Friday, February 10, 2017

The Amarillo Territory: Dory Funk Jr vs. Lord Alfred Hayes

Dan Black is a wrestling fan who grew up in Amarillo, Texas attending the matches at the Amarillo Sports Arena from 1969 - 1979.  Here are some of his memories;

NWA World's Heavyweight Champion: Dory Funk Jr. 

"Lord" Alfred Hayes

2 out of 3 Falls - 1 hour time limit  
Amarillo Sports Arena, Amarillo, Texas
June 8,1972

Lord Al Hayes came to the Amarillo Territory in late 1971 and quickly won the hearts of the fans when he upset hated villain Cyclone Negro and captured the Western States Title the area's top prize at the time. He had two disputed draws with favorite son and World Champion Dory Funk, Jr in early 1972. With the exception of Ricky Romero previously and Dick Murdock after Funk's reign never had someone come into the area with such popularity.

The match was billed for a month out and Hayes had promised he would break the famed spinning toe hold and counter it with his own devastating submission. Both men received astounding cheers upon their introductions, this was before entrance music practically ruined wrestlers introductions. Long time ring announcer Steve Stack always did it right.

Ken Farber was the referee, Junior removed his belt as he always did, with supreme confidence. They shook hands before the bell. I should preface as you read this, that my account has a different interpretation than Bill Apter's as he told it in THE WRESTLER magazine. I honestly never saw him there, I can't say for sure that he wasn't, I can tell you that I was only a few feet from ringside and this is what I saw and recalled.

Both were respectful and cautious of each other after trading holds and counter maneuvers. After around 15 minutes Funk locked Hayes up in a full nelson. Twice Hayes slip out only to have the champ locking him back up, however on the third try Junior cradled his legs for the pin and claimed the first fall. Hayes quickly jumped up to shake his opponents hand. It would be as warm and fuzzy as the two would get the rest of the match.

The second fall was evenly contested, to add a interesting twist Dory Funk, Sr. appeared and started filming Hayes with his home movie camera from various angles inside the arena. Funk starts to take control as he set up his famous finishing maneuver the spinning toe hold!  The crowd is at a roar and as promised the challenger swiftly breaks the hold, stunning the champ!  Hayes looks to the crowd for approval and somewhat to his surprise he gets it.  Could this be the end of Juniors run?  Quickly back on his feet Junior moves in again and reapplies the hold this time Hayes answers with a counter, a variation of the Indian Death Lock and Funk submits!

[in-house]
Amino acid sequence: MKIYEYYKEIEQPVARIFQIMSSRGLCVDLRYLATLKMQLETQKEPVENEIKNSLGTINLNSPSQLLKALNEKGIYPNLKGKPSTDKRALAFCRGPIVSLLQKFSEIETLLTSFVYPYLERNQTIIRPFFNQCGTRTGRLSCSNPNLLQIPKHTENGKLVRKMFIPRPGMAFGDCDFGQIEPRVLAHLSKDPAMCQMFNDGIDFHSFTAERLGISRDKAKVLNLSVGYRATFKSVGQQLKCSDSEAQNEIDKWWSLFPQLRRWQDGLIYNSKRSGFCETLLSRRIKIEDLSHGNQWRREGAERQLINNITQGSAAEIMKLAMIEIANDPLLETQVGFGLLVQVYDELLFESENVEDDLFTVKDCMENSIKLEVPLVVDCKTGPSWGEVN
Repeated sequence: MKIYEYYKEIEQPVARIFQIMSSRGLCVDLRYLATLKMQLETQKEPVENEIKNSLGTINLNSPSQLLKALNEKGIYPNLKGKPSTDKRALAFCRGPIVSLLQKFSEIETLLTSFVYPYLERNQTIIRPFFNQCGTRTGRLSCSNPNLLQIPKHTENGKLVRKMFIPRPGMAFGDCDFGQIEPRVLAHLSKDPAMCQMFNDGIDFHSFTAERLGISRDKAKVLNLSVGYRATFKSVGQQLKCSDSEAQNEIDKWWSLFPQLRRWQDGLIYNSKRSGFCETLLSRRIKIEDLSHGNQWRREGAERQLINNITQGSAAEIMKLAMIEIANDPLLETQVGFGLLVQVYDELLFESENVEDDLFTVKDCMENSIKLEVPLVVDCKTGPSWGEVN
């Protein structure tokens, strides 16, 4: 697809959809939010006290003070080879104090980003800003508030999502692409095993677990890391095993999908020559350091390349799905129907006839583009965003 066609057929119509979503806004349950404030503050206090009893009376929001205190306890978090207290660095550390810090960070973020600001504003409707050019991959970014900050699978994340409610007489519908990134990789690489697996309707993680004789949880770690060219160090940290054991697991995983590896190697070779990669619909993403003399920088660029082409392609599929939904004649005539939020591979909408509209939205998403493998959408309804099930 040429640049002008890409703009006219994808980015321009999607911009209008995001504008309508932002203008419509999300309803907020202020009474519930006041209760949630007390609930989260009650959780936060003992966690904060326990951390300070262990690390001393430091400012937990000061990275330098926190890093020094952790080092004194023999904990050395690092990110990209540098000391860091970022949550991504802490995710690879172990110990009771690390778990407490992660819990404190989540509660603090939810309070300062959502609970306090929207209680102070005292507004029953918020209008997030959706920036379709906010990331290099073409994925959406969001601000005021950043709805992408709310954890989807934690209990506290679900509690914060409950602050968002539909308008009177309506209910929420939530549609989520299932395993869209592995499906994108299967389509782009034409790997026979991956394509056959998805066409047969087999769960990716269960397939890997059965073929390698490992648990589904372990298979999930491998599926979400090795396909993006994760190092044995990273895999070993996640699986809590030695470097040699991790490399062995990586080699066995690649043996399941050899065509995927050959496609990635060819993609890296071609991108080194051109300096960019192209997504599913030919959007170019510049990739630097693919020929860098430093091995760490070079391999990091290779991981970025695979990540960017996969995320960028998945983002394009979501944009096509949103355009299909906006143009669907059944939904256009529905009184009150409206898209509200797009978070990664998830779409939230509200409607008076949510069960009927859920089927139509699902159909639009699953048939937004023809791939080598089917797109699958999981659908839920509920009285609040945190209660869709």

Tied 1-1 doubt suddenly crept in to a stunned crowd. The fans loved the Funk family to have competition, however unseating their beloved champion was a different story.  As the bell sounds for the final fall a look of focus crosses the champs face, or could it be desperation?

In an uncharacteristic fashion Funk becomes more physical looking more like his father or brother's style when suddenly Hayes catches the Champion in a counter hurling half way across the ring slapping on backside cradle locking it in tight near the ropes.  Referee Ken Farber goes in to count 1..2..3, however Juniors legs are drape in the ropes...the crowd goes silent.

Senior jumps to the ring apron in an attempt to let the ref know he missed Dory's foot in the ropes, he seems angered as he grabs a hold of his collar, as he does so Hayes reaches for the movie camera and rips the film from it. Senior responds with a hay maker across his jaw. Immediately Junior clamps on the double arm suplex, he covers for the pin and Farber counts to 3 awarding Junior the title.
Apter said that the Funks needed an escort out of the arena, all I know is that there was a line to pat Junior on the back as he made his way back to the dressing room as I was one of them.

For years I've tried to get answers on what the work was on the finish.  I even made several inquiries to Junior himself with no reply.  No surprise really as he always stayed pretty close to the cuff with Kayfabe. It's doubtful that that kind of finish was planned, the territory was never known for screwball endings and it had to hurt Funks credibility.

The most plausible explanation was Hayes had been known to go into business for himself and later on he feuded with Senior in which Funk out foxed him for the Western States Title, which could have been payback for trying to swindle Juniors belt. Who knows?

Dan Black

1 comment:

  1. I love first-hand accounts like this. There is so much wrestling history we lose out on because fans don’t share what they saw. I could read recaps like this all day and every day.